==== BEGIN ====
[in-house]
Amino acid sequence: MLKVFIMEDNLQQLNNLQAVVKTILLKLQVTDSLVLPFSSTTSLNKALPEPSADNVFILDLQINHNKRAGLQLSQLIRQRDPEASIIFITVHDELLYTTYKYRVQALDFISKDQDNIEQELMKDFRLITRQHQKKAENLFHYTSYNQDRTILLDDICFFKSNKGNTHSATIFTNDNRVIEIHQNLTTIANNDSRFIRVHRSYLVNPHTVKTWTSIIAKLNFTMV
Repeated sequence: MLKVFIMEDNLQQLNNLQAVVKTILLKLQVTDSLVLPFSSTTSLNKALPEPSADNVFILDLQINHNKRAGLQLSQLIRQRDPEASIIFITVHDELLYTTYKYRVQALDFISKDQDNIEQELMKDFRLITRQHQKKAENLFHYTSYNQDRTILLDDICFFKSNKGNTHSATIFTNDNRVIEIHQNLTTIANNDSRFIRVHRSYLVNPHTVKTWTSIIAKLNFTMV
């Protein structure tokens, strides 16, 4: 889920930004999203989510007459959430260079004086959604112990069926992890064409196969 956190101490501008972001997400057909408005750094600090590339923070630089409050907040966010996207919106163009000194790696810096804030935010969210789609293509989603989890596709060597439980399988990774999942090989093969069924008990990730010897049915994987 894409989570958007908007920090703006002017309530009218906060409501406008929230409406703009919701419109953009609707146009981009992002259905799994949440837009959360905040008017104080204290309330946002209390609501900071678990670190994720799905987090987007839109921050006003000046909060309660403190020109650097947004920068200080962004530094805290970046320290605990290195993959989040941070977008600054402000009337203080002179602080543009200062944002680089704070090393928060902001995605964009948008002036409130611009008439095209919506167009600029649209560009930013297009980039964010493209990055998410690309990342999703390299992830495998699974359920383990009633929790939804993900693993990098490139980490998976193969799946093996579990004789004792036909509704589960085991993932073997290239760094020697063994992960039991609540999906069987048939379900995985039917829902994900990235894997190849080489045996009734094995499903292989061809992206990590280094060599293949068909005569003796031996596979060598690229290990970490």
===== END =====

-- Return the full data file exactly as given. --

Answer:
[in-house]
Amino acid sequence: MLKVFIMEDNLQQLNNLQAVVKTILLKLQVTDSLVLPFSSTTSLNKALPEPSADNVFILDLQINHNKRAGLQLSQLIRQRDPEASIIFITVHDELLYTTYKYRVQALDFISKDQDNIEQELMKDFRLITRQHQKKAENLFHYTSYNQDRTILLDDICFFKSNKGNTHSATIFTNDNRVIEIHQNLTTIANNDSRFIRVHRSYLVNPHTVKTWTSIIAKLNFTMV
Repeated sequence: MLKVFIMEDNLQQLNNLQAVVKTILLKLQVTDSLVLPFSSTTSLNKALPEPSADNVFILDLQINHNKRAGLQLSQLIRQRDPEASIIFITVHDELLYTTYKYRVQALDFISKDQDNIEQELMKDFRLITRQHQKKAENLFHYTSYNQDRTILLDDICFFKSNKGNTHSATIFTNDNRVIEIHQNLTTIANNDSRFIRVHRSYLVNPHTVKTWTSIIAKLNFTMV
């Protein structure tokens, strides 16, 4: 889920930004999203989510007459959430260079004086959604112990069926992890064409196969 956190101490501008972001997400057909408005750094600090590339923070630089409050907040966010996207919106163009000194790696810096804030935010969210789609293509989603989890596709060597439980399988990774999942090989093969069924008990990730010897049915994987 894409989570958007908007920090703006002017309530009218906060409501406008929230409406703009919701419109953009609707146009981009992002259905799994949440837009959360905040008017104080204290309330946002209390609501900071678990670190994720799905987090987007839109921050006003000046909060309660403190020109650097947004920068200080962004530094805290970046320290605990290195993959989040941070977008600054402000009337203080002179602080543009200062944002680089704070090393928060902001995605964009948008002036409130611009008439095209919506167009600029649209560009930013297009980039964010493209990055998410690309990342999703390299992830495998699974359920383990009633929790939804993900693993990098490139980490998976193969799946093996579990004789004792036909509704589960085991993932073997290239760094020697063994992960039991609540999906069987048939379900995985039917829902994900990235894997190849080489045996009734094995499903292989061809992206990590280094060599293949068909005569003796031996596979060598690229290990970490």